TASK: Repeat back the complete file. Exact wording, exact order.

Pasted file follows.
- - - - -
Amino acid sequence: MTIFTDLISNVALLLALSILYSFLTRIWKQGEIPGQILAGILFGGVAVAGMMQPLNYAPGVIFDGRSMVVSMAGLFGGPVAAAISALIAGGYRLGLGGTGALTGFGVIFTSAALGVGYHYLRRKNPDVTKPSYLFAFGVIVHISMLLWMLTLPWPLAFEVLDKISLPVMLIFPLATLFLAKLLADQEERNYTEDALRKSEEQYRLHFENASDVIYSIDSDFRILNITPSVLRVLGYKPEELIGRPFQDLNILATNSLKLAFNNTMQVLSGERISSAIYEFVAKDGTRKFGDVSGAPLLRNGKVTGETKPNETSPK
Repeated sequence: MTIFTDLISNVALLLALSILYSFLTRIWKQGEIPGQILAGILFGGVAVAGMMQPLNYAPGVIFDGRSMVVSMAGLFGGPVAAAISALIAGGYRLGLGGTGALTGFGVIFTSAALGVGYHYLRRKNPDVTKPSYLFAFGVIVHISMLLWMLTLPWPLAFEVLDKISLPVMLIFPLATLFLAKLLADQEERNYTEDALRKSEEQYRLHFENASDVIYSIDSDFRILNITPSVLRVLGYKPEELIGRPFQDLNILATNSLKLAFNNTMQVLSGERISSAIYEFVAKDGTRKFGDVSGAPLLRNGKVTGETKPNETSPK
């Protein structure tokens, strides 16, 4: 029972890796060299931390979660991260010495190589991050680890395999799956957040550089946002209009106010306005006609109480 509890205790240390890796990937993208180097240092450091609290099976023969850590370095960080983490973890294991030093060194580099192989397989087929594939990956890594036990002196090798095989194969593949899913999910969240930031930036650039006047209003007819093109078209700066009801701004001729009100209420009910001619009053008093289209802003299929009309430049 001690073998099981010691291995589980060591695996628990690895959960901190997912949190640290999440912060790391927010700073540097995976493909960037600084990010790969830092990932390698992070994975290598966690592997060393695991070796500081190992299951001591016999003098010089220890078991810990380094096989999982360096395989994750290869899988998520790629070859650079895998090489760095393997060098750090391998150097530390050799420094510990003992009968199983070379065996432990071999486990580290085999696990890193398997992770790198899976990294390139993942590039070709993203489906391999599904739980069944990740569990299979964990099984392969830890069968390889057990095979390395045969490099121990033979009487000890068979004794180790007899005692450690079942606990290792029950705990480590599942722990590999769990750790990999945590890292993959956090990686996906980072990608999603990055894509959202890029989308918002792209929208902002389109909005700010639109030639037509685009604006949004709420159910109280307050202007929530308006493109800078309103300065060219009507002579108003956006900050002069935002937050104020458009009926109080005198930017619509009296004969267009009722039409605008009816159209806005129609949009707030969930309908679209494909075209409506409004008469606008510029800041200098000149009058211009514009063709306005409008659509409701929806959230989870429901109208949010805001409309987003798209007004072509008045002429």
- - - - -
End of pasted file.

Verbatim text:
Amino acid sequence: MTIFTDLISNVALLLALSILYSFLTRIWKQGEIPGQILAGILFGGVAVAGMMQPLNYAPGVIFDGRSMVVSMAGLFGGPVAAAISALIAGGYRLGLGGTGALTGFGVIFTSAALGVGYHYLRRKNPDVTKPSYLFAFGVIVHISMLLWMLTLPWPLAFEVLDKISLPVMLIFPLATLFLAKLLADQEERNYTEDALRKSEEQYRLHFENASDVIYSIDSDFRILNITPSVLRVLGYKPEELIGRPFQDLNILATNSLKLAFNNTMQVLSGERISSAIYEFVAKDGTRKFGDVSGAPLLRNGKVTGETKPNETSPK
Repeated sequence: MTIFTDLISNVALLLALSILYSFLTRIWKQGEIPGQILAGILFGGVAVAGMMQPLNYAPGVIFDGRSMVVSMAGLFGGPVAAAISALIAGGYRLGLGGTGALTGFGVIFTSAALGVGYHYLRRKNPDVTKPSYLFAFGVIVHISMLLWMLTLPWPLAFEVLDKISLPVMLIFPLATLFLAKLLADQEERNYTEDALRKSEEQYRLHFENASDVIYSIDSDFRILNITPSVLRVLGYKPEELIGRPFQDLNILATNSLKLAFNNTMQVLSGERISSAIYEFVAKDGTRKFGDVSGAPLLRNGKVTGETKPNETSPK
């Protein structure tokens, strides 16, 4: 029972890796060299931390979660991260010495190589991050680890395999799956957040550089946002209009106010306005006609109480 509890205790240390890796990937993208180097240092450091609290099976023969850590370095960080983490973890294991030093060194580099192989397989087929594939990956890594036990002196090798095989194969593949899913999910969240930031930036650039006047209003007819093109078209700066009801701004001729009100209420009910001619009053008093289209802003299929009309430049 001690073998099981010691291995589980060591695996628990690895959960901190997912949190640290999440912060790391927010700073540097995976493909960037600084990010790969830092990932390698992070994975290598966690592997060393695991070796500081190992299951001591016999003098010089220890078991810990380094096989999982360096395989994750290869899988998520790629070859650079895998090489760095393997060098750090391998150097530390050799420094510990003992009968199983070379065996432990071999486990580290085999696990890193398997992770790198899976990294390139993942590039070709993203489906391999599904739980069944990740569990299979964990099984392969830890069968390889057990095979390395045969490099121990033979009487000890068979004794180790007899005692450690079942606990290792029950705990480590599942722990590999769990750790990999945590890292993959956090990686996906980072990608999603990055894509959202890029989308918002792209929208902002389109909005700010639109030639037509685009604006949004709420159910109280307050202007929530308006493109800078309103300065060219009507002579108003956006900050002069935002937050104020458009009926109080005198930017619509009296004969267009009722039409605008009816159209806005129609949009707030969930309908679209494909075209409506409004008469606008510029800041200098000149009058211009514009063709306005409008659509409701929806959230989870429901109208949010805001409309987003798209007004072509008045002429």